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Re: The Bigger, Badder, Even More Serious Thread [5]

Post by Pettytyrant101 on Mon May 25, 2015 11:57 am

So the ground rules for the Euro in/out referendum are taking shape.

No votes if you live work and pay your taxes here, but are from somewhere else in the EU- your banned.
But good news if you live in Gibraltar they will get to vote.
No voting for 16-17 year olds though, unlike the Scottish referendum they are not to be taken seriously it seems even though they are the ones who ill have to live with the decision.

According to Liam Fox, Tory defence secretary letting folks from the EU have a vote- "would have been an unacceptable dilution of the voice of the British people"

which is odd as the Tories were up in arms at the very hint of any mere suggestion during the Sottish referendum that English folk living in Scotland should be excluded from voting.
I don't recall the Tories claiming allowing the English to vote in it "would have been an unacceptable dilution of the voice of the Scottish people." Odd that.

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Re: The Bigger, Badder, Even More Serious Thread [5]

Post by Pettytyrant101 on Mon May 25, 2015 5:12 pm

I don't like this at all.
It seems the government has popular support for this idea.

Something is rotten in the state of England.

When it has come to the point where 1.5 million people who live here, work here, send their kids to school here, pay their taxes into the system here, are being denied the right to vote, by the government, with popular consent, on the basis that they are foreigners, then something is seriously amiss.

This is not democracy. You cant prescribe who gets to vote based on where they were born.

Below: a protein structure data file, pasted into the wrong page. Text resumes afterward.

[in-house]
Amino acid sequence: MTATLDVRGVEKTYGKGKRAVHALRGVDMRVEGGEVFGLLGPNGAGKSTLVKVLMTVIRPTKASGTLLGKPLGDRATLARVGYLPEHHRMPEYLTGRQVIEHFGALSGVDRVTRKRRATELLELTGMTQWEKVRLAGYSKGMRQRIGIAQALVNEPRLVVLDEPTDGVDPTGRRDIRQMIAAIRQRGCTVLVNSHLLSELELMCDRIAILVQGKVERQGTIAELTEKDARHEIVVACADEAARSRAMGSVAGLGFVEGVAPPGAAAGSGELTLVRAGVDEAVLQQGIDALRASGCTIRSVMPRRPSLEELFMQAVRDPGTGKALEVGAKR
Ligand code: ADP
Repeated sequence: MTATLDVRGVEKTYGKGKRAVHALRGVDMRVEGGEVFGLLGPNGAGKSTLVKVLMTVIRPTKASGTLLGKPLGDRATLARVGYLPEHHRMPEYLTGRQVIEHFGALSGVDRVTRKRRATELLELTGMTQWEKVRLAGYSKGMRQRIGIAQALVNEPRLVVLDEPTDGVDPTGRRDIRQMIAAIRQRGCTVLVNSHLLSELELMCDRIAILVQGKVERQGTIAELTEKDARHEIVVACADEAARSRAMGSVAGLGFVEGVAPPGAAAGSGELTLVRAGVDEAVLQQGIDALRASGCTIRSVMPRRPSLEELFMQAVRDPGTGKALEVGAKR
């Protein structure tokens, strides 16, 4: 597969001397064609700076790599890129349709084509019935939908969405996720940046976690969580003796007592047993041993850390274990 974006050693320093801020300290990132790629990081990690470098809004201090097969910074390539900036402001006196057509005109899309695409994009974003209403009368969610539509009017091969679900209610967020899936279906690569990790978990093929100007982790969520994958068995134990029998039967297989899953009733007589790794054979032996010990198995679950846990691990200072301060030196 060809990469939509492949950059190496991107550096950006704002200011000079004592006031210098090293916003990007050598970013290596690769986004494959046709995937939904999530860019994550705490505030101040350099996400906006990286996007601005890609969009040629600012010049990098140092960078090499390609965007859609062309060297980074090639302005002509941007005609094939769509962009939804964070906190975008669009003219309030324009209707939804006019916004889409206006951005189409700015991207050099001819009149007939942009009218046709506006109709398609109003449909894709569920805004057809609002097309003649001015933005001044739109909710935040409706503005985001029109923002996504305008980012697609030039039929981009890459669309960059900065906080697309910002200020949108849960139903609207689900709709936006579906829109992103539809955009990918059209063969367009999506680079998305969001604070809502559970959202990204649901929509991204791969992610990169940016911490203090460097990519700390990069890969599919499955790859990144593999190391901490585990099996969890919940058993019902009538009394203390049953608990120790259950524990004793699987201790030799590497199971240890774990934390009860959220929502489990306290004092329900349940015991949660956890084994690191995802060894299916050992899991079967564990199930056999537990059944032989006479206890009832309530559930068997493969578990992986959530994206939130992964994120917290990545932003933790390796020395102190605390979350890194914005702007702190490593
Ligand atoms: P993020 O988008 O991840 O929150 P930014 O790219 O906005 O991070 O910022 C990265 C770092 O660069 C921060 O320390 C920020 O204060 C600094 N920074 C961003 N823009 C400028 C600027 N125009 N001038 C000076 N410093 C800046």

I see they are also not extended the vote to 16 and 17 year olds.
So far the SNP are leading the charge against both this and the ban on EU citizens.

'The SNP's Mr Yousaf, the party's Europe minister in the Scottish parliament, urged the government to reconsider.
He told BBC News: "Excluding EU citizens, many of whom live here for a number of years, pay their taxes, their children attend local schools, to disenfranchise them over their own future in this vote is illogical, is utterly perverse and creates a democratic deficit."
He added: "We don't want to enter into the rhetoric of division and I think that's exactly what this franchise aims to do."
The party's Westminster leader Angus Robertson also called for the voting age to be lowered for the referendum.
He said: "Young people are our future. It is their UK - and their Europe - so they must have their say."- BBC

Labour are also calling for the voting age to be 16, but they seem to be going along with the no EU citizen thing.

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Re: The Bigger, Badder, Even More Serious Thread [5]

Post by Mrs Figg on Mon May 25, 2015 5:23 pm

Pettytyrant101 wrote:So the ground rules for the Euro in/out referendum are taking shape.

No votes if you live work and pay your taxes here, but are from somewhere else in the EU- your banned.
But good news if you live in Gibraltar they will get to vote.
No voting for 16-17 year olds though, unlike the Scottish referendum they are not to be taken seriously it seems even though they are the ones who ill have to live with the decision.

According to Liam Fox, Tory defence secretary letting folks from the EU have a vote- "would have been an unacceptable dilution of the voice of the British people"

which is odd as the Tories were up in arms at the very hint of any mere suggestion during the Sottish referendum that English folk living in Scotland should be excluded from voting.
I don't recall the Tories claiming allowing the English to vote in it "would have been an unacceptable dilution of the voice of the Scottish people." Odd that.

its not comparable. people from the EU are NOT British. only BRITISH  people should be allowed to vote. Europeans are going to obviously vote to stay into the EU thus scewing the vote to one side. its just sensible to avoid that scenario that down the line somebody calls it vote rigging. Only people born here should be allowed to vote, or with full citizenship. Salmond getting 16 year old to vote was merely a publicity stunt. You get to vote when you are 18, end of story. switching the goalposts for political expediency is rubbish.

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Re: The Bigger, Badder, Even More Serious Thread [5]

Post by Mrs Figg on Mon May 25, 2015 5:37 pm

Pettytyrant101 wrote:I don't like this at all.
It seems the government has popular support for this idea.

Something is rotten in the state of England.